Spatial Relationships

Helping infants understand the physical relationship between objects is another foundational math skill. This happens throughout their environment. Understanding the spatial relationship of objects helps children grow their vocabulary and be able to describe what they see with more clarity. This is important for communication. Spacial relationships solidify as children become preschool age, but exposing them regularly as infants and toddlers supports this future understanding. 

Spatial awareness includes understanding:

  • Shape and size
  • Space and position – recognizing where a person or object is in relation to other people and objects / understanding concepts like “on top of” or “under.”
  • Direction and movement – following and predicting the path of a moving object

“Can you help me put this ball in the basket?” / “If you put away the biggest truck, I’ll pick-up the smallest one.” / “You’re sitting next to me and Jill is next to you.” / “I see you under the table.”

Zero to Three has a short video on this: Everyday Fun with Spatial Awareness 

Shapes is another area providers are most likely familiar and comfortable with. But are we making the most of all the shapes found in an infant’s/toddler’s environment?

Think simple: “Look, your cereal is a circle.” “You are playing with the blue circle plate today.”

Use the correct terms for both 3D and 2D shapes. Cans are cylinders. The ends are circles. Oranges are spheres.  If we flatten the cereal box it goes from a 3D cube to a 2D shape – rectangle or square.

Provide children with an open box that contains different 3D items. Physically handle items when label, or label when child is handling. Compare sizes of the same shape. Add in color, texture, etc. Expand the language. Expand the learning opportunity. Math is not a concept learned in isolation, but integrated.

Help children identify, create, name, and take apart shapes during regular routines, activities, and discussions happening during their days.

Nesting cubes are good for this.

Scavenger hunts – How many different shapes can you find? – can start real early. Children do not need language, just an understanding of what shape you are looking for. What language around shapes have you been loading them up with?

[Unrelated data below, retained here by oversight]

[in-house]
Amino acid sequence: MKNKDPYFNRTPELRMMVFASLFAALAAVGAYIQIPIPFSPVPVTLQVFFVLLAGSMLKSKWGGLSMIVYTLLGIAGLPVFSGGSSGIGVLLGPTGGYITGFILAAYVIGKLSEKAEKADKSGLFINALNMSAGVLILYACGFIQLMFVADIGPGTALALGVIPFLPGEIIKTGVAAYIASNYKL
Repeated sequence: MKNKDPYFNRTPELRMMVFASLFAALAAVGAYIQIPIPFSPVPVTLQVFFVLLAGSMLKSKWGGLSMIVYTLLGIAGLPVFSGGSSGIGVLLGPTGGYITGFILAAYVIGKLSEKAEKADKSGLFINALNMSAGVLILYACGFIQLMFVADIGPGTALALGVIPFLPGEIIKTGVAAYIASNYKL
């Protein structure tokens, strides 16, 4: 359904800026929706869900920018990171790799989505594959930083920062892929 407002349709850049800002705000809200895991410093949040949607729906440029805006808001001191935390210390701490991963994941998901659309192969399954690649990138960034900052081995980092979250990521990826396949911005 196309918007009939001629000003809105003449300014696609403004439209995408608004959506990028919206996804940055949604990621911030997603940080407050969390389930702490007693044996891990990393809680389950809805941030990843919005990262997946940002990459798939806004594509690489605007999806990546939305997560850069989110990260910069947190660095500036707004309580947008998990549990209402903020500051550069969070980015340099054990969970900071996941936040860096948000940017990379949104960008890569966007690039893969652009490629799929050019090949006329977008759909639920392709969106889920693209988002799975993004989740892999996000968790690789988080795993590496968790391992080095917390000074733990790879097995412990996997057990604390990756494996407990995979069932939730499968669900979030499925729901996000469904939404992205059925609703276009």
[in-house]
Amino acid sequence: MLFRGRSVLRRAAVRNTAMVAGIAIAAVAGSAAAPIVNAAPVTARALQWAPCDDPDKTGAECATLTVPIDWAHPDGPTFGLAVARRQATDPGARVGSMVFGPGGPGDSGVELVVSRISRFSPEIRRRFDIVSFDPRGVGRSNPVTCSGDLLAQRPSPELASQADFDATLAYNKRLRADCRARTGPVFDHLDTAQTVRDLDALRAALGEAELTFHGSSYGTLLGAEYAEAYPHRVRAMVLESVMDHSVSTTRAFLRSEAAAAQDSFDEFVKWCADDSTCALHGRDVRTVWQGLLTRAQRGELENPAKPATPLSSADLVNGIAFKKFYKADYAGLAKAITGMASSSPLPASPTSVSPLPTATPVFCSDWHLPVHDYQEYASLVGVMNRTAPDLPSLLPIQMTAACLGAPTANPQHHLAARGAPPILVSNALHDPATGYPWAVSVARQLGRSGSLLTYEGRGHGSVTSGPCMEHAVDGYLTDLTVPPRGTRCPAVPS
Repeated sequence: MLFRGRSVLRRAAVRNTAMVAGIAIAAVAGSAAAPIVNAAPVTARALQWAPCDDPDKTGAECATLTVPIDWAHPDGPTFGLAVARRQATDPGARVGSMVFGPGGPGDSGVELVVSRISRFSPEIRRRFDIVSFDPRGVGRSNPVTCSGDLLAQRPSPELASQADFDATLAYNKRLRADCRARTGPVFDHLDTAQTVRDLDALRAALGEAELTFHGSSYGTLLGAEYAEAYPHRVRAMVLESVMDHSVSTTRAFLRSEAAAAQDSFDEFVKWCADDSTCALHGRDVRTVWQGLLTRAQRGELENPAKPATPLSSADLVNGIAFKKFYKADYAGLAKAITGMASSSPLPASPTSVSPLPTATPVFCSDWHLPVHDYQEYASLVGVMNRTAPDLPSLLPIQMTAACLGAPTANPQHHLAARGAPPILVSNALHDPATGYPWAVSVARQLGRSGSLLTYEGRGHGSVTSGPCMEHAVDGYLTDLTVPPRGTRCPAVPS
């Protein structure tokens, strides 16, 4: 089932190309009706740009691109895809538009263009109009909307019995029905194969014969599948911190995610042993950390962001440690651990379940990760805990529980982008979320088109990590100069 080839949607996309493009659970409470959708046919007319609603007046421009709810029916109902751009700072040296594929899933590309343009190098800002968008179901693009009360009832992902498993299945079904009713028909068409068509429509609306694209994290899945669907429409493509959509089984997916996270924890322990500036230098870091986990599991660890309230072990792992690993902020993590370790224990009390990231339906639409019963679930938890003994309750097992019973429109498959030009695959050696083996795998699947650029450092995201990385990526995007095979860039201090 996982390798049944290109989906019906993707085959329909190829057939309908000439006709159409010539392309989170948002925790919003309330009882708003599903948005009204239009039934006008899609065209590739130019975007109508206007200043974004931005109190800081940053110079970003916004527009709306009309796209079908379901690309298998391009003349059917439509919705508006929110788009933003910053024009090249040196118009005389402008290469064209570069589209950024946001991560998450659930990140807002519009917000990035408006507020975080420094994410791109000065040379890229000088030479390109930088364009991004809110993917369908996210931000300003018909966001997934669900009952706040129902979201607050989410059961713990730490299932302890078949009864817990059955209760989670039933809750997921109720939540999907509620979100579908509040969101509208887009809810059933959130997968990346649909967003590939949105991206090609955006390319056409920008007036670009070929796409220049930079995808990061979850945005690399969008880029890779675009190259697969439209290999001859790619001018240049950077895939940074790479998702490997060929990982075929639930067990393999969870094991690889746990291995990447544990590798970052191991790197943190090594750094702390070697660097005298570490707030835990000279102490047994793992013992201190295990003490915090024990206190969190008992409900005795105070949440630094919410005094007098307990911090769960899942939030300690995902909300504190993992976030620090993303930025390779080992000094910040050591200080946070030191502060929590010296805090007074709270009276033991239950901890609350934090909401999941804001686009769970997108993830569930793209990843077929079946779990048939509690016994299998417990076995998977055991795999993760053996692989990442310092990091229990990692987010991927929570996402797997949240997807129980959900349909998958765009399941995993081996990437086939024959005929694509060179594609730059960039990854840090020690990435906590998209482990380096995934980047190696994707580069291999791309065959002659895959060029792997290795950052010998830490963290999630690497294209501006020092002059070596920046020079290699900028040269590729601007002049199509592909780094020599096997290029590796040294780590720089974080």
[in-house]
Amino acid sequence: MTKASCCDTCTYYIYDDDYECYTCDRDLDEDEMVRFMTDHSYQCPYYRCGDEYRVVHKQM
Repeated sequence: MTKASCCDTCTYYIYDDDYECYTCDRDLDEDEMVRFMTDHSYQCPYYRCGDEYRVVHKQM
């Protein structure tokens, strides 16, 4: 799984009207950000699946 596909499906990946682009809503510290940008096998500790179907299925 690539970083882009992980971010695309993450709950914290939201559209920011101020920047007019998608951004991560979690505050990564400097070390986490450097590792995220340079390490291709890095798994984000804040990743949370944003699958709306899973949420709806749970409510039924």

Toilet paper and paper towel tubes are a great resource when you are thinking shapes. They are cylinders and circles all in one. They fit little hands perfectly.

A preschool lesson on circles needed a little scaffolding to include a toddler in a painting experience. Preschoolers were printing with items from a “Circle” scavenger hunt. I was able to provide the toddler with a toilet paper tube she could put the end in the paint and them stamp circles on her paper.

Provide playdough for multiple ways to explore shapes while again building motor skills and usually social skills because when 1 child is playing in playdough there will soon be others joining in.

The child can turn a long rolled snake into a square or a triangle. Count the sides together.

The child can make a dough ball — or in math terms, a sphere.

Cookie cutters come in all shapes and sizes. You can also use a variety of common items to “press” into the playdough.

Don’t be afraid to use mathematical terms/labels that seem too high a language level. The earlier children hear these terms the better. They become common. They build that strong math foundation. 

How many of you have had a young child all excited when they see the moon during the day? Use that excitement and bring in some math. Children know the moon is a circle and this is part of that. It’s half (fraction) we call a semicircle. At some point they’ll be telling you about the “semicircle’ moon. You can also bring this natural lesson into books you share if the moon is pictured – full, semicircle, or crescent.

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